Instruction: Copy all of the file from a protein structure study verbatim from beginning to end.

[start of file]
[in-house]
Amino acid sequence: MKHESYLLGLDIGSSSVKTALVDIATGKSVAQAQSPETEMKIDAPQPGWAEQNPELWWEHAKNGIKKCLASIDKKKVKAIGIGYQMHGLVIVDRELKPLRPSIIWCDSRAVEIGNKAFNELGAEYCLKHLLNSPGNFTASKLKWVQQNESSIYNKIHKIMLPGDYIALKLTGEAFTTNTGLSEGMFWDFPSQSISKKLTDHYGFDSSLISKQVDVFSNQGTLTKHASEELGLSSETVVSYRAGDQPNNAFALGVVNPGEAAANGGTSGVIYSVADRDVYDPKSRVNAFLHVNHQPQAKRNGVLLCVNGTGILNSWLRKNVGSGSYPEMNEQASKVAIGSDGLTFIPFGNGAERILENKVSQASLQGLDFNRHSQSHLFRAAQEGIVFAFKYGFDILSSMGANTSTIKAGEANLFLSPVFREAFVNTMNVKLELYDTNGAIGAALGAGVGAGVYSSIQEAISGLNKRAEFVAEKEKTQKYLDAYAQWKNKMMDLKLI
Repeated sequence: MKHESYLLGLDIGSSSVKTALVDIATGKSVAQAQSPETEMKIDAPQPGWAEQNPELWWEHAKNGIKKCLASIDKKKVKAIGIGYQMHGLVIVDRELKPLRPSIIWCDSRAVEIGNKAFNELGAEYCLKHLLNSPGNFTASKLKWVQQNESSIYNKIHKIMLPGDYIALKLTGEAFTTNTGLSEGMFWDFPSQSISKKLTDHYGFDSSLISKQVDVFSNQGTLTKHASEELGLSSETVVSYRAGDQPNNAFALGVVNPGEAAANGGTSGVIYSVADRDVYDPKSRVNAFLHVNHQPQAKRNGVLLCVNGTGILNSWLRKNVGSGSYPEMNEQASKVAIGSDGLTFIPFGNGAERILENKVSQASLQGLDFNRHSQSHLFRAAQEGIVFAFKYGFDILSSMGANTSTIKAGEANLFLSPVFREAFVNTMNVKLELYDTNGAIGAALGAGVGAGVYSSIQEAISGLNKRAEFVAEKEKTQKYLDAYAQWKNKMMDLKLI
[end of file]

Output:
[in-house]
Amino acid sequence: MKHESYLLGLDIGSSSVKTALVDIATGKSVAQAQSPETEMKIDAPQPGWAEQNPELWWEHAKNGIKKCLASIDKKKVKAIGIGYQMHGLVIVDRELKPLRPSIIWCDSRAVEIGNKAFNELGAEYCLKHLLNSPGNFTASKLKWVQQNESSIYNKIHKIMLPGDYIALKLTGEAFTTNTGLSEGMFWDFPSQSISKKLTDHYGFDSSLISKQVDVFSNQGTLTKHASEELGLSSETVVSYRAGDQPNNAFALGVVNPGEAAANGGTSGVIYSVADRDVYDPKSRVNAFLHVNHQPQAKRNGVLLCVNGTGILNSWLRKNVGSGSYPEMNEQASKVAIGSDGLTFIPFGNGAERILENKVSQASLQGLDFNRHSQSHLFRAAQEGIVFAFKYGFDILSSMGANTSTIKAGEANLFLSPVFREAFVNTMNVKLELYDTNGAIGAALGAGVGAGVYSSIQEAISGLNKRAEFVAEKEKTQKYLDAYAQWKNKMMDLKLI
Repeated sequence: MKHESYLLGLDIGSSSVKTALVDIATGKSVAQAQSPETEMKIDAPQPGWAEQNPELWWEHAKNGIKKCLASIDKKKVKAIGIGYQMHGLVIVDRELKPLRPSIIWCDSRAVEIGNKAFNELGAEYCLKHLLNSPGNFTASKLKWVQQNESSIYNKIHKIMLPGDYIALKLTGEAFTTNTGLSEGMFWDFPSQSISKKLTDHYGFDSSLISKQVDVFSNQGTLTKHASEELGLSSETVVSYRAGDQPNNAFALGVVNPGEAAANGGTSGVIYSVADRDVYDPKSRVNAFLHVNHQPQAKRNGVLLCVNGTGILNSWLRKNVGSGSYPEMNEQASKVAIGSDGLTFIPFGNGAERILENKVSQASLQGLDFNRHSQSHLFRAAQEGIVFAFKYGFDILSSMGANTSTIKAGEANLFLSPVFREAFVNTMNVKLELYDTNGAIGAALGAGVGAGVYSSIQEAISGLNKRAEFVAEKEKTQKYLDAYAQWKNKMMDLKLI